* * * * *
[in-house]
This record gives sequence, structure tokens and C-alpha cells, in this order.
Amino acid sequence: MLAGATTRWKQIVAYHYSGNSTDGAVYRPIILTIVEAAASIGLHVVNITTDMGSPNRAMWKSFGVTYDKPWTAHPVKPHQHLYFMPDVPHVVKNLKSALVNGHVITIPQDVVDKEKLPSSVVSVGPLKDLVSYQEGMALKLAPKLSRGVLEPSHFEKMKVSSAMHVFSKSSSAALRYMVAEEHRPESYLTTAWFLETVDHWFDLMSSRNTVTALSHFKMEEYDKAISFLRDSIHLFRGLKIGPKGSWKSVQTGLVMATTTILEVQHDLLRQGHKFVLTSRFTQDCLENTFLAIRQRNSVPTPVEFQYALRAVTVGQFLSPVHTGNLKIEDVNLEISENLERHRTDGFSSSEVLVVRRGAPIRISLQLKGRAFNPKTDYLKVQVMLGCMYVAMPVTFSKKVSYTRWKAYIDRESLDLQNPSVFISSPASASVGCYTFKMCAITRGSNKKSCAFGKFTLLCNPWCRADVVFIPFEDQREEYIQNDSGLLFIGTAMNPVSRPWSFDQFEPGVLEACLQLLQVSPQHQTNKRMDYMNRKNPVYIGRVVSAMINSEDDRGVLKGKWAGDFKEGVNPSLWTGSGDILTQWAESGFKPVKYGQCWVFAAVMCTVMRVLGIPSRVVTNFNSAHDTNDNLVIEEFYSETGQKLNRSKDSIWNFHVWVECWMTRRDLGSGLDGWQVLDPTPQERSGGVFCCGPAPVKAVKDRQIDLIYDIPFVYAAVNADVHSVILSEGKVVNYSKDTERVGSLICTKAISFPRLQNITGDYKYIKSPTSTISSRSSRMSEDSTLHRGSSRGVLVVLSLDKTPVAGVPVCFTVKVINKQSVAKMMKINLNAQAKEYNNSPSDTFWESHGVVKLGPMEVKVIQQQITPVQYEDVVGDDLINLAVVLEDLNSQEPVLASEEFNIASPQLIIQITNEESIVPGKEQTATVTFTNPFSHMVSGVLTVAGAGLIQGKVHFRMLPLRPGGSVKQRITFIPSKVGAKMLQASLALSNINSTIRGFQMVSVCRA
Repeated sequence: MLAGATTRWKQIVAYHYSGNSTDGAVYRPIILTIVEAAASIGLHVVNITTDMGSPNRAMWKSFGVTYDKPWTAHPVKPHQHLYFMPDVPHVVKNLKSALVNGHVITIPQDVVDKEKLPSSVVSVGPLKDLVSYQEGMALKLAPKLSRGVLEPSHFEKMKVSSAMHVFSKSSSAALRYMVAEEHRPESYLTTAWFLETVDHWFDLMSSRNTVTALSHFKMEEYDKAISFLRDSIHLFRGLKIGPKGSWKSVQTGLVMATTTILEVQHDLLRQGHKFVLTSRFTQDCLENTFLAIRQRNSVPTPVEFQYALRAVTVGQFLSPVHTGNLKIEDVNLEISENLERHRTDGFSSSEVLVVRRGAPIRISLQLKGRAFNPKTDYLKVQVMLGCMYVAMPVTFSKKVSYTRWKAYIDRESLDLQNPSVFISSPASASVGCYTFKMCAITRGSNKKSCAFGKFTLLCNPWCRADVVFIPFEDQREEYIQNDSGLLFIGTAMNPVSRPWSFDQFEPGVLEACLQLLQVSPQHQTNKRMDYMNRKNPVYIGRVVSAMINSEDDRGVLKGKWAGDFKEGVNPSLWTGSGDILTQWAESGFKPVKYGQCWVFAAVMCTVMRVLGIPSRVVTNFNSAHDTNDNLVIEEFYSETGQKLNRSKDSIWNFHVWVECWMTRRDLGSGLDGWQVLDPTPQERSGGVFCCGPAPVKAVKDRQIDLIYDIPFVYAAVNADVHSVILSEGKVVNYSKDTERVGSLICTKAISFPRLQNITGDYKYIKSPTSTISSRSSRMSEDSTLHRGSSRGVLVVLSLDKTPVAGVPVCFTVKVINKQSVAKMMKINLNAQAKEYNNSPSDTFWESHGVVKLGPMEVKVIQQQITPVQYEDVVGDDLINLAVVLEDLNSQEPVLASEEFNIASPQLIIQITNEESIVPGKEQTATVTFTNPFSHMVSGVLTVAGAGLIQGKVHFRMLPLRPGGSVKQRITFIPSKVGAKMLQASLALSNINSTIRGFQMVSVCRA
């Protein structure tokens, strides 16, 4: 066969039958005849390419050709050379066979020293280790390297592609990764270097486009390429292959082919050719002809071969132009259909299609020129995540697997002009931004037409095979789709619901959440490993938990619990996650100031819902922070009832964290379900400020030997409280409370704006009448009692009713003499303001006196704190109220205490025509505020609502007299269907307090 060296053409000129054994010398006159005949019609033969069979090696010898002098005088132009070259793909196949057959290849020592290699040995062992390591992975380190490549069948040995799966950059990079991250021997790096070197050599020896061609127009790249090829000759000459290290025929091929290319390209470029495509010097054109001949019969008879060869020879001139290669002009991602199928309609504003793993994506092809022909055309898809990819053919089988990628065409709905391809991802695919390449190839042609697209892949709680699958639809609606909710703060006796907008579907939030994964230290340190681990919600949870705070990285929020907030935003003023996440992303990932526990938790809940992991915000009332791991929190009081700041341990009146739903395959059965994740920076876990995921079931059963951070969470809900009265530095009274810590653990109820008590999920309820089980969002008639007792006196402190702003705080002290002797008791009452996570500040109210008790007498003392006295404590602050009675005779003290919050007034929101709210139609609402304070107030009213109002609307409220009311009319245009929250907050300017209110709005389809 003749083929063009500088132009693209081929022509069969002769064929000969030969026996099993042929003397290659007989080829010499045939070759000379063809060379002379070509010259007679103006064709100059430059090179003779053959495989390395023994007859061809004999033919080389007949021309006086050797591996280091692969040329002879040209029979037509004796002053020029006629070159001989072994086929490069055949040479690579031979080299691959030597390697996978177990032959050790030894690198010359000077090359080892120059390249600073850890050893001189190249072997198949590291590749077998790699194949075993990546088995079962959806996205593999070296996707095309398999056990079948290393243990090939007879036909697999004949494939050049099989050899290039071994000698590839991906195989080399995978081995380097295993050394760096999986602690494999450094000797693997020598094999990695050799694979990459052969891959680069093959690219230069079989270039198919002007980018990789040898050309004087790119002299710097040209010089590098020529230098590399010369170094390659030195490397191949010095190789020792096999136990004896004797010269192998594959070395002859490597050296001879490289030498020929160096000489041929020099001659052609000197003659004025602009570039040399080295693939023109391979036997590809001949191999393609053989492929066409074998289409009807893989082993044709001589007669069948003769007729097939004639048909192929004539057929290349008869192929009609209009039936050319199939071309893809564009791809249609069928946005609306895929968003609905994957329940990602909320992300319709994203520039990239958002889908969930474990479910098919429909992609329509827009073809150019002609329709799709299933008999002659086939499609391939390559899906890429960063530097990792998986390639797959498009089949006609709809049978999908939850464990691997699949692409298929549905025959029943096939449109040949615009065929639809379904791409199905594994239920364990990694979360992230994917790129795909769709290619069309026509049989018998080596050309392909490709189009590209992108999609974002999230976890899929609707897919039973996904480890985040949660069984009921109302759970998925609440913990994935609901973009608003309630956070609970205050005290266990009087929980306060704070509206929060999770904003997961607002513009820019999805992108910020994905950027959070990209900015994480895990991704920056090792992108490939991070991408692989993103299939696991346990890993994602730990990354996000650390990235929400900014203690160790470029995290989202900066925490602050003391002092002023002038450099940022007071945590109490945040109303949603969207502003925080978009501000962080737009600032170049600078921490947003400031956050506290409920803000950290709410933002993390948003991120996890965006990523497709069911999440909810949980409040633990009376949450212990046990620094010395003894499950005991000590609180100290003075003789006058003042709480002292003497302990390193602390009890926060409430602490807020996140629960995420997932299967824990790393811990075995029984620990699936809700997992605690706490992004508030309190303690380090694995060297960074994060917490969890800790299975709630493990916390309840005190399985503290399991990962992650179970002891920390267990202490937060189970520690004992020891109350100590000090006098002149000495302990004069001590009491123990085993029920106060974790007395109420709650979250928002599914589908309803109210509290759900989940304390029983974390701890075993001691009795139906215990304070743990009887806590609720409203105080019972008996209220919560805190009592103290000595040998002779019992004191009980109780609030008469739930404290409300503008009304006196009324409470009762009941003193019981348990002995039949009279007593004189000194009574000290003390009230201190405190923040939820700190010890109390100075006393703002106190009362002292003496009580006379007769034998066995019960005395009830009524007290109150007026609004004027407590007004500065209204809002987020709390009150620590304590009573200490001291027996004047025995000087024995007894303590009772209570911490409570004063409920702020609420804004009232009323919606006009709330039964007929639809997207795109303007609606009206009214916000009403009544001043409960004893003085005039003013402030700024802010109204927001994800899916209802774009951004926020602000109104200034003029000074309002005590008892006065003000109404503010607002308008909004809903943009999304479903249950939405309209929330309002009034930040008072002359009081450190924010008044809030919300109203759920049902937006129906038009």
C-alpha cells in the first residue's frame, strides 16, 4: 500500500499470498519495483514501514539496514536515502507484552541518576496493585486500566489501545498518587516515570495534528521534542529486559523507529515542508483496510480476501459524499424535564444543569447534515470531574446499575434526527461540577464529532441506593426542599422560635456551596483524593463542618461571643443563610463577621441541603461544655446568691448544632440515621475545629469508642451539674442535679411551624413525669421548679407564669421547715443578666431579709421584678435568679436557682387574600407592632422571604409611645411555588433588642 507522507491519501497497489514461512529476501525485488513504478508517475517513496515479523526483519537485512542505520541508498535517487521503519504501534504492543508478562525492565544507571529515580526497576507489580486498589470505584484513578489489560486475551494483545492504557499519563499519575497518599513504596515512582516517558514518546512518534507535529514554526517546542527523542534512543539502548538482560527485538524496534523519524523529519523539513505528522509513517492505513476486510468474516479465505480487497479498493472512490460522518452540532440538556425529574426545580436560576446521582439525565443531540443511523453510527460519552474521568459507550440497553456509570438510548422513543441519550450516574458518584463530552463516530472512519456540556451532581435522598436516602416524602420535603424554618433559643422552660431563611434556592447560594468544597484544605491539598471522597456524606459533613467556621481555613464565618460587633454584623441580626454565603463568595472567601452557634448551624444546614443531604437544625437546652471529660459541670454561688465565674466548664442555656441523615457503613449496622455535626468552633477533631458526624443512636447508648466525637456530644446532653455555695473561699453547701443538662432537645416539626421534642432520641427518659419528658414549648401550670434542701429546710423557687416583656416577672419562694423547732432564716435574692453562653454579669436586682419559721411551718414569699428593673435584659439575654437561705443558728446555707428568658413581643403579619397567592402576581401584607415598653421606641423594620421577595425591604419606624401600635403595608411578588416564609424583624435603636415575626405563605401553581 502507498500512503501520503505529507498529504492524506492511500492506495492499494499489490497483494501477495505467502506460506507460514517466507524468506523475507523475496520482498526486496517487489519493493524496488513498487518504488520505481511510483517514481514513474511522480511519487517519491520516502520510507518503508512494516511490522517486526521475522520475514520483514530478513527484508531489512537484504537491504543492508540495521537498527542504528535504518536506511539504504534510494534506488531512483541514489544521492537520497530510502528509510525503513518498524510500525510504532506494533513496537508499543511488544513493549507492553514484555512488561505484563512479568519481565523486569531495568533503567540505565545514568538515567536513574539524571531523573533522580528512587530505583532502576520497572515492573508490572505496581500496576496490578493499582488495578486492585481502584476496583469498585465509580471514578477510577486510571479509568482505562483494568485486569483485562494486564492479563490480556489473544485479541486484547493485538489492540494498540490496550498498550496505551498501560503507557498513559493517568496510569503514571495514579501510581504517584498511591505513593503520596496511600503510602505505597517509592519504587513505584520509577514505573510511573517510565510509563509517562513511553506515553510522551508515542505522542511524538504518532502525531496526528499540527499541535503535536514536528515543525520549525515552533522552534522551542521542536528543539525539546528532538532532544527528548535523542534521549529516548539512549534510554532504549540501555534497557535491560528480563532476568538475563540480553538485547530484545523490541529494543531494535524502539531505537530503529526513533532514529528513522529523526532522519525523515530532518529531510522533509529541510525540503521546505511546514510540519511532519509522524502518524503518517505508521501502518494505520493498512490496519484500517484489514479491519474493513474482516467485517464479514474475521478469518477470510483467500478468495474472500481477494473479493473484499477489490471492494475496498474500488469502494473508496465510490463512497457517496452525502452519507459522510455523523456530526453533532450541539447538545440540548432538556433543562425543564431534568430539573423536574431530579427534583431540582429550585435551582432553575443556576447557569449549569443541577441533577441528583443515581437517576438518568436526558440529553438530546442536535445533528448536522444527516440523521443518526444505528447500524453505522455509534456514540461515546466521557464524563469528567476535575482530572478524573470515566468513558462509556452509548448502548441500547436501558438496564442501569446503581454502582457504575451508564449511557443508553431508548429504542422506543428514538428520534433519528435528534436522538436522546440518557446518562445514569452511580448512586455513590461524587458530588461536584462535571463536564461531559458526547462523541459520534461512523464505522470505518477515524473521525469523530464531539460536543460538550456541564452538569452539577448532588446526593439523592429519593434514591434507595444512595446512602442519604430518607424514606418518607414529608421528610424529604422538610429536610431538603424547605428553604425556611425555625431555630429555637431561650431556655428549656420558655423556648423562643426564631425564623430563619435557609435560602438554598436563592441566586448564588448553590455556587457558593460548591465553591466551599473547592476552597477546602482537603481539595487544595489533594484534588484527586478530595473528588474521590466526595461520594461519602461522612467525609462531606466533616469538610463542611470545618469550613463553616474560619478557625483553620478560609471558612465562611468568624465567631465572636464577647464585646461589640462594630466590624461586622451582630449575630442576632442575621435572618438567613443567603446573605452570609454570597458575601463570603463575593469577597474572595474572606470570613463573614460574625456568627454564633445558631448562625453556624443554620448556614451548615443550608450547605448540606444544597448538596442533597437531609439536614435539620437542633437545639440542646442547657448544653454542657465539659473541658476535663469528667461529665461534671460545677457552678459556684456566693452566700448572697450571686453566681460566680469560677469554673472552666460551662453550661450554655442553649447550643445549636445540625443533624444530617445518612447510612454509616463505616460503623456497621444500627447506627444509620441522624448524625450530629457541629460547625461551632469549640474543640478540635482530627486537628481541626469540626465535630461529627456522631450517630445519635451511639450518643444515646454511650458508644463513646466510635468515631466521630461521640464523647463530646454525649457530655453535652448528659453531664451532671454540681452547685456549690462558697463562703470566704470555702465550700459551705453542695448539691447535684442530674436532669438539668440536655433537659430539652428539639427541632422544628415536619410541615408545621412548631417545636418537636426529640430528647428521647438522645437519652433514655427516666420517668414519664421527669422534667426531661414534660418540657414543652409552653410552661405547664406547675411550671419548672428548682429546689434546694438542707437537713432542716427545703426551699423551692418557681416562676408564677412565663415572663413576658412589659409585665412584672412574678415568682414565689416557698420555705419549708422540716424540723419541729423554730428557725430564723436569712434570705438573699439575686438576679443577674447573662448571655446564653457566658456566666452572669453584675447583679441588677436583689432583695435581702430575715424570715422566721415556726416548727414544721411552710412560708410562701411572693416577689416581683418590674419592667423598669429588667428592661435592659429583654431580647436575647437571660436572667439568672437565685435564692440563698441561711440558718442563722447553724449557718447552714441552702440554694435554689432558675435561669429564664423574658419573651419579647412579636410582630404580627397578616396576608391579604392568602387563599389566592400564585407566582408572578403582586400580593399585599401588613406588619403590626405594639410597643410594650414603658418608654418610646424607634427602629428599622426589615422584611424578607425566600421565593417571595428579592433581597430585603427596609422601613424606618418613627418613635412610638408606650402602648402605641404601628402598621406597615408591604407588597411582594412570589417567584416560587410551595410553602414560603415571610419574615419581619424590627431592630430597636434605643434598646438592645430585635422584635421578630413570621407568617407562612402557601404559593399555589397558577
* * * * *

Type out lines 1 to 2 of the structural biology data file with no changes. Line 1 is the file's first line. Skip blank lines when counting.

[in-house]
This record gives sequence, structure tokens and C-alpha cells, in this order.